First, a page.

Curated by Sophie Berrebi | Marres, Centre for Contemporary Culture, Maastricht |15 june-18 August 2013
Les oeuvres des artistes réunis dans l'exposition Papier Photo sont traversées par la question du document photographique, objet a priori stable et factuel mais ici poussé vers un brouillage et une illisibilité qui révèle le caractère obsolète de la photographie. Le point de départ de l’exposition est un projet de recherche sur le document comme forme artistique dans l’art contemporain. Employé dans le photo conceptualisme et les pratiques éphémères des années soixante et soixante-dix, le document redevient central dans le « tournant documentaire » des années 1990. Là comme avant, il est traditionnellement perçu comme une forme non remarquable, plutôt neutre, dont la valeur se situe au niveau du contenu : faits, témoignages, preuves. Mais a l’opposé de ces conceptions, certains artistes voient dans le document une forme, qui sous couvert de n’être qu’un contenu, articule et perpétue des systèmes de distribution du savoir. Ces artistes examinent les conventions de présentation des documents et les pratiques discursives auxquelles ils se rattachent afin de les démanteler et de réfléchir à la production, la circulation et la nature même de savoir. Ce travail critique fait apparaître le document comme une forme instable et équivoque bien plus que comme fait absolu.
Curated by Sophie Berrebi and Frédérique Valentin |Galerie Chez Valentin, Paris |27 February - 3 April 2010.
The exhibition Documentary Evidence brings together five artists from two different generations, whose works propose an acute and multifold reflection on the photographic document. Revolving around the manipulation of archival material, the use of found photographs and printed sources, the interplay between visual and verbal, signs and images, these works suggest that far from being a factual evidence, the photographic document is a highly unstable object that lends itself to a plurality of interpretations and manipulations.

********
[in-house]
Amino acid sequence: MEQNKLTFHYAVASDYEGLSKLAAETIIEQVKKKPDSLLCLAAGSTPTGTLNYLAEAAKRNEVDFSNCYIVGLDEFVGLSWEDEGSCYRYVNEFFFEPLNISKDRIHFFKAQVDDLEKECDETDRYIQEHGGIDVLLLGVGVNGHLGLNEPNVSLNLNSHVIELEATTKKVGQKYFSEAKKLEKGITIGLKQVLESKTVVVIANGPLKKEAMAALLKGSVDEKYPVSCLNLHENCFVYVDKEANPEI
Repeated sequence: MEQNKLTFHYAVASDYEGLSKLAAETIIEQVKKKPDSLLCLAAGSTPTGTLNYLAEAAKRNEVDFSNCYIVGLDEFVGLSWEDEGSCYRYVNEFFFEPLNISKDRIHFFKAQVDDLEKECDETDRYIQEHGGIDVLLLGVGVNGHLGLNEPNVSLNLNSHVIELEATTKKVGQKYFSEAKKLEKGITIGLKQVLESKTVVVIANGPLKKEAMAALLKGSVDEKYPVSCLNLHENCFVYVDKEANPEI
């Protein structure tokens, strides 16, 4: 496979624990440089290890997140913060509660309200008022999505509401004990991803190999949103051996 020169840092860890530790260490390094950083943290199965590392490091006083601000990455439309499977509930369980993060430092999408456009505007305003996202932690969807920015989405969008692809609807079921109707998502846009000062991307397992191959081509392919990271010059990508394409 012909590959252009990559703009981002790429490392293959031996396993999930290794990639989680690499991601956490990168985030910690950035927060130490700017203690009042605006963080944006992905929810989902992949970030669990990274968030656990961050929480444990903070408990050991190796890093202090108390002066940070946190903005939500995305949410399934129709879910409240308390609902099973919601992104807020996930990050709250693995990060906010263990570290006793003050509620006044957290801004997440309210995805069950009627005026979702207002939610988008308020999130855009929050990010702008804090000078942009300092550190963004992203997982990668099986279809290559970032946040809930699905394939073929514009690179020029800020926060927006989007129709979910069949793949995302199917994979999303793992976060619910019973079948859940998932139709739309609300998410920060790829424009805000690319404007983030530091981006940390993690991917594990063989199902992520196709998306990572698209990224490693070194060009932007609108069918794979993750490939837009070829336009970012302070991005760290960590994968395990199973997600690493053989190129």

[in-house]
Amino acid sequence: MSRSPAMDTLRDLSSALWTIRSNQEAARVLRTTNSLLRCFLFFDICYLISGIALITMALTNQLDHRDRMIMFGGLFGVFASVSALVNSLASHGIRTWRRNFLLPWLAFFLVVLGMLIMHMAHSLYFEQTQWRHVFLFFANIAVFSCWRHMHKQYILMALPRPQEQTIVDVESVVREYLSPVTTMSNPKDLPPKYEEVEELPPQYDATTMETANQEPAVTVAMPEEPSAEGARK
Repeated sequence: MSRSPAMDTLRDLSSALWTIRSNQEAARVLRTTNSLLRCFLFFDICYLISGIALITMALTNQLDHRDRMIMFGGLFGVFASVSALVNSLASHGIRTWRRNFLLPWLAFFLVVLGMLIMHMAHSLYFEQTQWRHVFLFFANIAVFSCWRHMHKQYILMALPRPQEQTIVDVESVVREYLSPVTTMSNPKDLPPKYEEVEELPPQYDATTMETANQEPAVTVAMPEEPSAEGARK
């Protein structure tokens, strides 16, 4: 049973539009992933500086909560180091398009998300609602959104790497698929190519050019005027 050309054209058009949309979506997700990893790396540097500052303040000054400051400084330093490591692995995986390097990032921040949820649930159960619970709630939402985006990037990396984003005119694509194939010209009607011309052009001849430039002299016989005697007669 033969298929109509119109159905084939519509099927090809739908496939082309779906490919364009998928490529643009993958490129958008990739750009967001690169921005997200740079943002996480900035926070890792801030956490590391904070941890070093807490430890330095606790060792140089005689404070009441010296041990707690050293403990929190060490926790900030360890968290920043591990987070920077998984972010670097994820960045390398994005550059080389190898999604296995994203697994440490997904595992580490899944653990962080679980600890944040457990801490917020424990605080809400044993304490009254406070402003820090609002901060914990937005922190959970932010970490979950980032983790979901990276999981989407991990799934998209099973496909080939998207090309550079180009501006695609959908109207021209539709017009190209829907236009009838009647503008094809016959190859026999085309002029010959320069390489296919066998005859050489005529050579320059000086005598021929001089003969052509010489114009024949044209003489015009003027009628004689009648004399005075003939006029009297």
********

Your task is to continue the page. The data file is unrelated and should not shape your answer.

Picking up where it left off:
Alexandra Leykauf’s rephotographing of magazine centrefolds, Jean-Luc Moulene’s finding in nature of an image that ‘documents’ a 19th century visual puzzle, and Lisa Oppenheim’s reactualisation and extension of FSA photographs epitomize different strategies that counter the simplistic view of the photograph as a transparent means of conveying ‘the real’. The notion of “ Documentary evidence” proposed in the title is used in an ironic way, referring to the process of elaborating upon what appears to be an evidence, and to question its possible validity as proof, by showing the layering of meaning present in one image. Through their sophisticated and reflective approach to the photographic document, the artists from both generations seem to work through, in different ways, the heritage of conceptual art photography, whether through reworking the question of art documentation to the absurd (Ross Birrell) or playing with notions of truth and falsification (Christopher Williams).
Curator: Sophie Berrebi| Galerie Chez Valentin, Paris| Spring 2004